‘Money talks‘ as the old saying goes, meaning that money brings you power and influence. There are a number of idioms that describe people who have a lot of money or waste a lot of money on things they don’t really need. They spend money like water or throw their money around. They have money to burn and have more money than sense.
For such people, money is no object (they have a lot of money and can buy what they want). Perhaps the money they have is dirty money (money earned through crime) or they may be in the money (suddenly rich through money they have won or been given). Maybe they are in the fortunate position of earning money for old rope (earning money very easily without much work or effort).
If, on the other hand, you do not have much money and someone asks you to buy something expensive, you might say ‘Hold on – I’m not made of money, you know’. If you are a bit short of money (you don’t have enough), you probably want to make sure you get your money’s worth (feel that what you have got is worth the amount you paid for it), as in ‘Get there early to make sure you get your money’s worth‘.
If you are completely sure that something will happen, you can put your money on it, as in ‘She’ll be late. You can put money on it‘. And if you want someone to actually do something to show that they mean what they say instead of just talking about it, say ‘Put your money where your mouth is‘.
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If someone says something that you are very pleased to hear, you can say that it is music to your ears, as in ‘Their offer of help was music to my ears‘.
It would be quite a different matter however, should you be required to face the music, as this would mean that you have to accept punishment or criticism for something you have done wrong. If that happens, it’s probably better not to make a song and dance about it (complain a lot about something in an annoying and unnecessary way).
Sometimes it’s difficult to strike the right note (create a particular mood by the way you speak or behave) but, if you do so, you might touch or strike a chord with someone (produce a particular emotion in them), as in ‘Her tale of woe struck a chord with Edward’.
If you change your tune, you change your opinion or attitude, as in ‘Is that your dog? You’ve changed your tune. You always used to hate dogs!’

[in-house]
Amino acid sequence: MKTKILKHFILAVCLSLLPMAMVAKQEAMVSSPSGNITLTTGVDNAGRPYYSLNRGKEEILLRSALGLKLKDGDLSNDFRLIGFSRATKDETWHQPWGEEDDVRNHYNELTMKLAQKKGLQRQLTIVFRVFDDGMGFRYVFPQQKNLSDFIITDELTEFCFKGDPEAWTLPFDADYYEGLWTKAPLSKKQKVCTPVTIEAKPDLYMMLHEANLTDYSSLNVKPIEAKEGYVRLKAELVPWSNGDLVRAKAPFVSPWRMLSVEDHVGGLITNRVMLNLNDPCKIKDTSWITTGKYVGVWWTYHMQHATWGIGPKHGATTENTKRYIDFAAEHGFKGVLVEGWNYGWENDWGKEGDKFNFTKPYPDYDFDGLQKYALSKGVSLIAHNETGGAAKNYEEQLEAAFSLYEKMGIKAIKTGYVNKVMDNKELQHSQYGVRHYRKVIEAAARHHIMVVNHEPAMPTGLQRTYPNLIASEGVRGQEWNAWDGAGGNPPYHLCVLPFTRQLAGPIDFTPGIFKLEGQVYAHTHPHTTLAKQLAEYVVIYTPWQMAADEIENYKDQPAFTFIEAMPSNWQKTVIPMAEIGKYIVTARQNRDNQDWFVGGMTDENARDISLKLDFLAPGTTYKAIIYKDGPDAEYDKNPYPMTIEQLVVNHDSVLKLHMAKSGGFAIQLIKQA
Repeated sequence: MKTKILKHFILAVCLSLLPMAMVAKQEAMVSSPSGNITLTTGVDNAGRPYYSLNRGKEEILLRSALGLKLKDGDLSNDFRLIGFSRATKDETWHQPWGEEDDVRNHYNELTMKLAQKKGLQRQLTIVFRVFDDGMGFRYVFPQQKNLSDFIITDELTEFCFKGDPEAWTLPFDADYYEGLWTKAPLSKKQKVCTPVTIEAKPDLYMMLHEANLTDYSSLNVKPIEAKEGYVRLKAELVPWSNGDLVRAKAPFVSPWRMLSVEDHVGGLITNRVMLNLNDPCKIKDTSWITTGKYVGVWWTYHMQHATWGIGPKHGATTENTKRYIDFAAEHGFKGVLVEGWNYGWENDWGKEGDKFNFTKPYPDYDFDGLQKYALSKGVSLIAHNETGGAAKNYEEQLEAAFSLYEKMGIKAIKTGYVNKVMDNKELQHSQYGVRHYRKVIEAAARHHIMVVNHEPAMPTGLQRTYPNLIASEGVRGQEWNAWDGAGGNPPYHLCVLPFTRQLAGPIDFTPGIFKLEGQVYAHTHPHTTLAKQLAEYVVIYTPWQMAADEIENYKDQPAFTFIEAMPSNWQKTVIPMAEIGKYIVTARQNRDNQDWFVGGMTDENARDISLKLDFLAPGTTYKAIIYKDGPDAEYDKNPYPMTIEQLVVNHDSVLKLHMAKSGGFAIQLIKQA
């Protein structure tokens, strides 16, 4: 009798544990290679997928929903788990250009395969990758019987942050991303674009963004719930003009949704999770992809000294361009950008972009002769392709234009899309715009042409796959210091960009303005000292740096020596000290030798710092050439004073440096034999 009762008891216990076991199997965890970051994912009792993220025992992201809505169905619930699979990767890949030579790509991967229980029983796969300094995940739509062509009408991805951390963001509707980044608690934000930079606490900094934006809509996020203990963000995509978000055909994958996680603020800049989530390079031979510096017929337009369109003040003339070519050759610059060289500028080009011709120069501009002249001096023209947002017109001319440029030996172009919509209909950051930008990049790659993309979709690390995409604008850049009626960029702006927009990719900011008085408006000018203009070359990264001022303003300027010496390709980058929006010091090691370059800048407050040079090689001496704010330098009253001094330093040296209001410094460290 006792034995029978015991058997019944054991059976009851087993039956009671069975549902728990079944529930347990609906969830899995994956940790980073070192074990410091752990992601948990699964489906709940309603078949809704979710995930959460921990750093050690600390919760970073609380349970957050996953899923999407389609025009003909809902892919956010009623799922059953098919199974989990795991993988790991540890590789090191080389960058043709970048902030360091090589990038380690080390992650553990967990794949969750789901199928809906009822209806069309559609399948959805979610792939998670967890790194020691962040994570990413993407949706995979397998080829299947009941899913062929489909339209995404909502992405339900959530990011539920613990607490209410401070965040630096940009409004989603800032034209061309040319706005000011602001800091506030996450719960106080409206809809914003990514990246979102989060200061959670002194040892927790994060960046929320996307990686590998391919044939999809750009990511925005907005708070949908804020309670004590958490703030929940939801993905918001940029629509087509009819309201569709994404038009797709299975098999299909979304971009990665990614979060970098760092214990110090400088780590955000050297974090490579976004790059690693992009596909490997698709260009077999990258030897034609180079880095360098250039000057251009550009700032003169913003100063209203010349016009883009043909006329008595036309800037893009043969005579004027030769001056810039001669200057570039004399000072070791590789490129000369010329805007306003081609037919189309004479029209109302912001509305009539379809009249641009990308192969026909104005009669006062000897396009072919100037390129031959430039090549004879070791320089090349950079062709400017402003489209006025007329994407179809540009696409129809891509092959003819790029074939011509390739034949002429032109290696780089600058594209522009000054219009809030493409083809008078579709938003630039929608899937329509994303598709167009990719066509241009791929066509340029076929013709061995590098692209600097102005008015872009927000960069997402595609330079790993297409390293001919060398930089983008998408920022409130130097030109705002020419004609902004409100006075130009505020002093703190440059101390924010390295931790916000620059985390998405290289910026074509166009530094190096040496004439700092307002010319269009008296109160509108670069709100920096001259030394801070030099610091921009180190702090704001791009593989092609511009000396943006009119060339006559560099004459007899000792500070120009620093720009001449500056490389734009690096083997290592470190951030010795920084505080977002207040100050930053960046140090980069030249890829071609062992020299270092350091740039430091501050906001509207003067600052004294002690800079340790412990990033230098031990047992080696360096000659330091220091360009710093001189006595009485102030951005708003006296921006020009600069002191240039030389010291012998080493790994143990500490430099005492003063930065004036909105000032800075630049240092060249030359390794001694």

If you dance to someone’s tune, you do what they tell you to do and, in that situation, it’s that person who calls the tune (is in control), as in ‘At the moment the money markets are not sure who is in charge and who is calling the tune‘.
The expression to the tune of is used to emphasize how large a sum of money is, as in ‘The company is in debt to the tune of £1.2 billion’, and if something goes for a song, it is sold at a very cheap price, as in ‘Video recorders are going for a song these days’.
If you fight tooth and nail over something, you fight or argue with great energy and determination, as in ‘Ministers have been fighting tooth and nail over the issue of budget cuts’.
A person who is described as being as hard as nails is very tough and is not usual affected by emotions such as sadness or sympathy, as in ‘You’d have to be as hard as nails not to shed a tear at the end of this movie’.
A nail in the coffin is one of a series of events or actions that seriously harm someone or something, as in ‘The closure of the factory is another nail in the coffin for industry in this area’.
If you hit the nail on the head, you say something that is exactly right or very true, as in ‘Peter hit the nail on the head when he said that what this company lacks is ambition’.
If you nail your colours to the mast, you say clearly and publicly who you support or what you think about something, as in ‘In backing the spending cuts, the prime minister has nailed his colours firmly to the mast‘.
If you nail a rumour or a lie, you show that it is not true, as in ‘I think it’s time to nail these rumours about a secret deal once and for all’.
A nail-biting situation is one that makes you very worried, as in ‘When we were leading 3-0 at half-time, we didn’t expect such a nail-biting end to the match’. The match in question could also be described as a nail-biter, e.g. ‘It was a real nail-biter‘.
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Idioms: Popping your clogs
Euphemisms are a rich source of idioms as people try desperately to avoid calling a spade a spade or, worse still, causing offence. One of the great taboo subjects in Western culture is, of course, death, and various linguistic strategies are used to get around actually saying that someone has died. One of the most common is to say that someone is ‘no longer with us’, as in ‘I’m sorry to say Uncle Peter is no longer with us’. This can, of course, lead to misunderstandings; in a business context it can mean that he no longer works for us, and it may also prompt the inappropriate (and potentially insensitive) response ‘Why? Where is he?’ It may be better to say that poor Uncle Peter has ‘passed away’ or ‘passed on’ or ‘gone to a better place’.
More colloquial non-euphemistic ways of saying die include kick the bucket (‘You’ll kick the bucket before long if you don’t stop smoking’), pop your clogs (‘When I pop my clogs you’ll get all my money’) and snuff it(‘If I snuff it before you do, remember to put flowers on my grave, won’t you’).
Back in the world of euphemisms, you can break the news to a child that his/her favourite dog has died by saying ‘Blackie’s gone to the great kennel in the sky’. Depending on the previous interests of the dead person (or animal) concerned, the word kennel can be substituted by an almost limitless list of other locations (e.g. stadium, theatre, classroom, library or even pub).
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